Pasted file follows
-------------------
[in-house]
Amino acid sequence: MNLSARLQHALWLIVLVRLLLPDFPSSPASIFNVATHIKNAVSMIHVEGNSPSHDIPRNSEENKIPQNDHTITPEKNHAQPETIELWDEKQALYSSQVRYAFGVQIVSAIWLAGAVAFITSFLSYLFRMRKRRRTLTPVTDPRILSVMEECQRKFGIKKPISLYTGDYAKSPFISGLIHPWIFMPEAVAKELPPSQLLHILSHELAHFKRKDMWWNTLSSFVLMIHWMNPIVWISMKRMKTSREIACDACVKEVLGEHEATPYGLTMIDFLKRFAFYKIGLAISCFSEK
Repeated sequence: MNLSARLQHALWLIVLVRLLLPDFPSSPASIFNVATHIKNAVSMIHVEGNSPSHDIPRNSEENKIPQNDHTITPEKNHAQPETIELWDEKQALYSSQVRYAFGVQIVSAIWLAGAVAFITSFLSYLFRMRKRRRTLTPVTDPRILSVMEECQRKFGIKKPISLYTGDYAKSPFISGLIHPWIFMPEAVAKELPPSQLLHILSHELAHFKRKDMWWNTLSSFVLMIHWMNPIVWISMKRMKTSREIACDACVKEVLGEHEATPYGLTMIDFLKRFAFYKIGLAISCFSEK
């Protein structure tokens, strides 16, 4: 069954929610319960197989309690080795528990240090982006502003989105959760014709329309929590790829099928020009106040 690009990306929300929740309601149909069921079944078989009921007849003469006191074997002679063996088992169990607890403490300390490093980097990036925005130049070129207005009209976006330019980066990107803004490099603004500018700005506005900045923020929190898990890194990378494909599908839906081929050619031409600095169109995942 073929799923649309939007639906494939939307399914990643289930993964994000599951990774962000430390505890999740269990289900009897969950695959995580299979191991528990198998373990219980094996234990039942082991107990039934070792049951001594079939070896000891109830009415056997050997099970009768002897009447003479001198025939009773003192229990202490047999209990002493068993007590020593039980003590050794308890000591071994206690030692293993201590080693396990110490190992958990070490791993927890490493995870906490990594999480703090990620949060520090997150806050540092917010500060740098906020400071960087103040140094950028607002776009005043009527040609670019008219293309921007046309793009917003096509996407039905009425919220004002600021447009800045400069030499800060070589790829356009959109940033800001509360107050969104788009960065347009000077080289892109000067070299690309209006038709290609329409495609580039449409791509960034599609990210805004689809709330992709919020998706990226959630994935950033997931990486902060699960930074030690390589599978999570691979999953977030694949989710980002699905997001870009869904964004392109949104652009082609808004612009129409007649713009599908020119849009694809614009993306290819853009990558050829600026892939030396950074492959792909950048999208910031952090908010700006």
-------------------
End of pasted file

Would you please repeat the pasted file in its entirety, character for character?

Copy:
[in-house]
Amino acid sequence: MNLSARLQHALWLIVLVRLLLPDFPSSPASIFNVATHIKNAVSMIHVEGNSPSHDIPRNSEENKIPQNDHTITPEKNHAQPETIELWDEKQALYSSQVRYAFGVQIVSAIWLAGAVAFITSFLSYLFRMRKRRRTLTPVTDPRILSVMEECQRKFGIKKPISLYTGDYAKSPFISGLIHPWIFMPEAVAKELPPSQLLHILSHELAHFKRKDMWWNTLSSFVLMIHWMNPIVWISMKRMKTSREIACDACVKEVLGEHEATPYGLTMIDFLKRFAFYKIGLAISCFSEK
Repeated sequence: MNLSARLQHALWLIVLVRLLLPDFPSSPASIFNVATHIKNAVSMIHVEGNSPSHDIPRNSEENKIPQNDHTITPEKNHAQPETIELWDEKQALYSSQVRYAFGVQIVSAIWLAGAVAFITSFLSYLFRMRKRRRTLTPVTDPRILSVMEECQRKFGIKKPISLYTGDYAKSPFISGLIHPWIFMPEAVAKELPPSQLLHILSHELAHFKRKDMWWNTLSSFVLMIHWMNPIVWISMKRMKTSREIACDACVKEVLGEHEATPYGLTMIDFLKRFAFYKIGLAISCFSEK
């Protein structure tokens, strides 16, 4: 069954929610319960197989309690080795528990240090982006502003989105959760014709329309929590790829099928020009106040 690009990306929300929740309601149909069921079944078989009921007849003469006191074997002679063996088992169990607890403490300390490093980097990036925005130049070129207005009209976006330019980066990107803004490099603004500018700005506005900045923020929190898990890194990378494909599908839906081929050619031409600095169109995942 073929799923649309939007639906494939939307399914990643289930993964994000599951990774962000430390505890999740269990289900009897969950695959995580299979191991528990198998373990219980094996234990039942082991107990039934070792049951001594079939070896000891109830009415056997050997099970009768002897009447003479001198025939009773003192229990202490047999209990002493068993007590020593039980003590050794308890000591071994206690030692293993201590080693396990110490190992958990070490791993927890490493995870906490990594999480703090990620949060520090997150806050540092917010500060740098906020400071960087103040140094950028607002776009005043009527040609670019008219293309921007046309793009917003096509996407039905009425919220004002600021447009800045400069030499800060070589790829356009959109940033800001509360107050969104788009960065347009000077080289892109000067070299690309209006038709290609329409495609580039449409791509960034599609990210805004689809709330992709919020998706990226959630994935950033997931990486902060699960930074030690390589599978999570691979999953977030694949989710980002699905997001870009869904964004392109949104652009082609808004612009129409007649713009599908020119849009694809614009993306290819853009990558050829600026892939030396950074492959792909950048999208910031952090908010700006």